Collins thinks he can certainly resolve the whole problem by insisting that “evolution could appear to us to be driven by chance, but from God’s perspective the outcome would be entirely specified”. And I predict that this is probably the view that many religious people hold - we cannot ignore the facts of science, but somehow God must have known what evolution would entail. But there lies a problem. How can we attribute purpose to a purposeless process? It just doesn’t make logical sense. We would have to imply that there was information implanted in the physical world to ensure evolution took place, but evolution does not work in this way.
I have analysed various elements of the Christian faith in conjunction with evolutionary theory, and as expected I am not satisfied that theistic evolution works. Not only do advocates differ in their individual approaches (thus making it difficult to reach an agreed consensus), but each approach fails to whole heartedly commit to either discipline.
The Bible is undoubtedly the foundation and heart of Christianity – it is the provider of its principles, teachings, and origins. But unfortunately, a proportion of its content have been falsified by science, which raises doubt on Christianity as a whole. If the Bible was the true word of God, should it not contain all the things we would expect it too – a detailed, in-depth description of the majestic process that is evolution, or an overview of the universe and its mechanism in all its glory. Instead we are left with an elementary view that would coincide with the education of people who lived two thousand years ago. And back then, creation stories would have been prevalent – for without science, the only way in which people could understand their existence was by invoking tales of creation. It is only natural for us to want to know where we came from.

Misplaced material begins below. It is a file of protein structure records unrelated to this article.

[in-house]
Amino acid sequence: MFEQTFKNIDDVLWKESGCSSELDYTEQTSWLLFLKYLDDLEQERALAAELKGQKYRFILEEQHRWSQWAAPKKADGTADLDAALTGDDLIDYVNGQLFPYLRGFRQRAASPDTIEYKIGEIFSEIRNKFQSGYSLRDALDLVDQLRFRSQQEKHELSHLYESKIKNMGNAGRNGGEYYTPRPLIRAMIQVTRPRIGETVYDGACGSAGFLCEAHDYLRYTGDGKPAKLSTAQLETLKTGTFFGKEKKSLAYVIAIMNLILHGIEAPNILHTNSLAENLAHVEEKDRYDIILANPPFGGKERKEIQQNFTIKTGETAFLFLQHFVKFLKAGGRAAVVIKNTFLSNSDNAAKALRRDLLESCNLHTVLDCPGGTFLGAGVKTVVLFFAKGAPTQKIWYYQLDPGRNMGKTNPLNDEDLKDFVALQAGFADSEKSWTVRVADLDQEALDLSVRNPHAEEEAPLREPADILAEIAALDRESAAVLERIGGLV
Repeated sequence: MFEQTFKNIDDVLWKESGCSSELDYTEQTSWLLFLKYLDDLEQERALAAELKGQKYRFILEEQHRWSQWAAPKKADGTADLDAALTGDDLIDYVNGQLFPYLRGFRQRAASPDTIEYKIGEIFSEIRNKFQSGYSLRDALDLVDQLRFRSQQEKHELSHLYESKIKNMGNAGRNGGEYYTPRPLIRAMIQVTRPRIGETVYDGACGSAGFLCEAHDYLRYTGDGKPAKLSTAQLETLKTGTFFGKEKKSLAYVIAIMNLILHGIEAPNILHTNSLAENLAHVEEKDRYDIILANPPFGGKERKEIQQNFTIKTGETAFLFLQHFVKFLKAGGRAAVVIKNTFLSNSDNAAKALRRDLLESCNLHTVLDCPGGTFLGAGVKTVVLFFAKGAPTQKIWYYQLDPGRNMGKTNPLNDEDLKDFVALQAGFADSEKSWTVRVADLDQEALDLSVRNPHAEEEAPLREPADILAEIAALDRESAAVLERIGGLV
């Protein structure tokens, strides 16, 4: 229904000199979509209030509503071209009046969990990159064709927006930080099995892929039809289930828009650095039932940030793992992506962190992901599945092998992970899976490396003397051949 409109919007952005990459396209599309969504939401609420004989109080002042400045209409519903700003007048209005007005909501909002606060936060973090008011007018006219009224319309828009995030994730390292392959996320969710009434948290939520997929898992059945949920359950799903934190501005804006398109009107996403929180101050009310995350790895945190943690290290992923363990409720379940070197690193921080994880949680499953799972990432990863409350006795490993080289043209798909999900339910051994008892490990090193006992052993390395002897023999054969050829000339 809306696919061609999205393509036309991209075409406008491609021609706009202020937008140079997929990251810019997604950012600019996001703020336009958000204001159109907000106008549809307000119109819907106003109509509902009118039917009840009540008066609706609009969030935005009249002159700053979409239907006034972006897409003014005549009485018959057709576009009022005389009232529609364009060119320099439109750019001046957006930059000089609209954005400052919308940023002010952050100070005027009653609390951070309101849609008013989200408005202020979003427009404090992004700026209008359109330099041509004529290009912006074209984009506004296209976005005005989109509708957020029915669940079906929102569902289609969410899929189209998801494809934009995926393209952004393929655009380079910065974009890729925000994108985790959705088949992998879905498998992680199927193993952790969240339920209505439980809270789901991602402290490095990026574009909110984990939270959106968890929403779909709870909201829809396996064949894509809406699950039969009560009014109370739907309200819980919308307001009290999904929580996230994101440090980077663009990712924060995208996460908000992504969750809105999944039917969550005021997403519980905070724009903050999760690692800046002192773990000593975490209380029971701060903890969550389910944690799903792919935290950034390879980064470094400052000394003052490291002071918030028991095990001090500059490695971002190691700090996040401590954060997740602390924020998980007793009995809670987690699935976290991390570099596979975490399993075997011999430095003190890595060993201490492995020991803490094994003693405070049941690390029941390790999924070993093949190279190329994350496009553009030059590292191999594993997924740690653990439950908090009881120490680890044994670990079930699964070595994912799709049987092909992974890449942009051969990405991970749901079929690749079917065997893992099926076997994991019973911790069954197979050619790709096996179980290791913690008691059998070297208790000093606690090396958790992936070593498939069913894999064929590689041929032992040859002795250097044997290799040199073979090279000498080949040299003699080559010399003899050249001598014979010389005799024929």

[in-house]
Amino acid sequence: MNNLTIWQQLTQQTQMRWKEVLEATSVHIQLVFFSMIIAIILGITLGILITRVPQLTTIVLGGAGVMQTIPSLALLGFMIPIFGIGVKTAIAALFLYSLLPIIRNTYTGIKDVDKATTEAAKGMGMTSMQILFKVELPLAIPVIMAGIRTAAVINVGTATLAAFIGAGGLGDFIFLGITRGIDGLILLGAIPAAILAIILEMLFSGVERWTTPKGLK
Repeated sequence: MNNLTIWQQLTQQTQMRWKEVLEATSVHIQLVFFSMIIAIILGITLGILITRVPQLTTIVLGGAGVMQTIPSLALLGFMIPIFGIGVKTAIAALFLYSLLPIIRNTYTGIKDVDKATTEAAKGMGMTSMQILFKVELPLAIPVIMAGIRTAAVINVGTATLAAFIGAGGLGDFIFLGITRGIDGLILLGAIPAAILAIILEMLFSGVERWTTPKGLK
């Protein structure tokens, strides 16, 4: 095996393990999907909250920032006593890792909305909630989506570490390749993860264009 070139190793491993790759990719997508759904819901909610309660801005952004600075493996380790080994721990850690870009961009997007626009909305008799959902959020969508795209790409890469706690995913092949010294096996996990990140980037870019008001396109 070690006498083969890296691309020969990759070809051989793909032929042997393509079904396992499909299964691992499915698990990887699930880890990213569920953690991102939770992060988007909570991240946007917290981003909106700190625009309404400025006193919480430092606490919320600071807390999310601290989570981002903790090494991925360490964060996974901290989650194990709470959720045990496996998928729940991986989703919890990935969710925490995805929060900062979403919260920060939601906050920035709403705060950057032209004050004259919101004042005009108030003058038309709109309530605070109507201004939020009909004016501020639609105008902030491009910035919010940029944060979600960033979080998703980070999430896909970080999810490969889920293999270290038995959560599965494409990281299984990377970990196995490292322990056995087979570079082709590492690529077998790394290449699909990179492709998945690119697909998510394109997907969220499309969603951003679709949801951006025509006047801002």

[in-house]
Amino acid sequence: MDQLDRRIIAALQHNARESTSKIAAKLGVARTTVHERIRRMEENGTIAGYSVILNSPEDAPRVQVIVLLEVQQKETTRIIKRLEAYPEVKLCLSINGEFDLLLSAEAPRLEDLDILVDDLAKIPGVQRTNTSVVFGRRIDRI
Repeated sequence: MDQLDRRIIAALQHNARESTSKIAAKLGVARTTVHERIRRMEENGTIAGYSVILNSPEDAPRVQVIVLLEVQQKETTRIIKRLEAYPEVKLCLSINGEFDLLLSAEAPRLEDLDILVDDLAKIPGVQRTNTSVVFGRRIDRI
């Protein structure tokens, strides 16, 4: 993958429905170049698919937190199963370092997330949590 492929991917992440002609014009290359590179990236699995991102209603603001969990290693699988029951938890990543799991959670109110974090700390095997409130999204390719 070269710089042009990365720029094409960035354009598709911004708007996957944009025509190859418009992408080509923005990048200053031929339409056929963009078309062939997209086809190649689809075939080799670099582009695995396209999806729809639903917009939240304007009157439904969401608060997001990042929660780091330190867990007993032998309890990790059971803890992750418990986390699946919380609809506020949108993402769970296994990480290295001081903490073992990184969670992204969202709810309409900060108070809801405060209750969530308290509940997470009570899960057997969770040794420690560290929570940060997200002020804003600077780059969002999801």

“Religion utilizes and piggybacks onto everyday social thought processes, adaptive psychological mechanisms that evolved to help us negotiate our relationships with other people, to detect agency and intent, and to generate a sense of safety”.
J. Anderson Thomson (psychiatrist)
Our existence could only be speculated by looking up at the stars, and seemingly it would appear as though we were at the centre of the universe. This was the general Christian view - heavenly bodies revolved around the earth. Therefore it was no surprise that Copernicus’s heliocentric view was such a controversy. The emergence of science has only recently been filling the void that religion so incompetently has been dominating for centuries, and now it is hard to shake off the traditions that encompass it. As for evolution, nobody had a clue. And I suspect that the authors of the Bible did not have any more proof of a supernatural existence than we do today, and therefore offered their own interpretations about how the world was created and what our purpose is. And like other religions, this information has been passed down from generation to generation. The Book of Genesis is clearly a dated, mythical stab at why we exist, and has unfortunately sustained throughout the ages and gained mass popularity.
The amount of other faiths which are prevalent in today’s society also pose a problem. Why should Christianity have preference over these, are the other religions just wrong? Is it not more plausible that civilisations may have also been subject to speculation of their existence, and also passed down a similar story of creation, with teachings, superstitions, and rituals? This would easily explain the varied, diverse mix of creation stories that we have today.
We are slowly uncovering the truth about our origins, with science pushing the envelope further and faster than ever before. Only in the last two centuries we have begun to unravel the mystery of our origins through groundbreaking evidence. Who knows what else will be discovered in the next two centuries. Humanity will ultimately end, so our time is short. Once sentient life becomes extinct there may never be consciousness in the universe ever again. Science and its power to reveal our origins may impact our future significantly, but religious antiquity is holding us back. Invoking stories from the Bible as facts will ultimately slow us down and prevent us from moving forward as an intelligent race and informed society.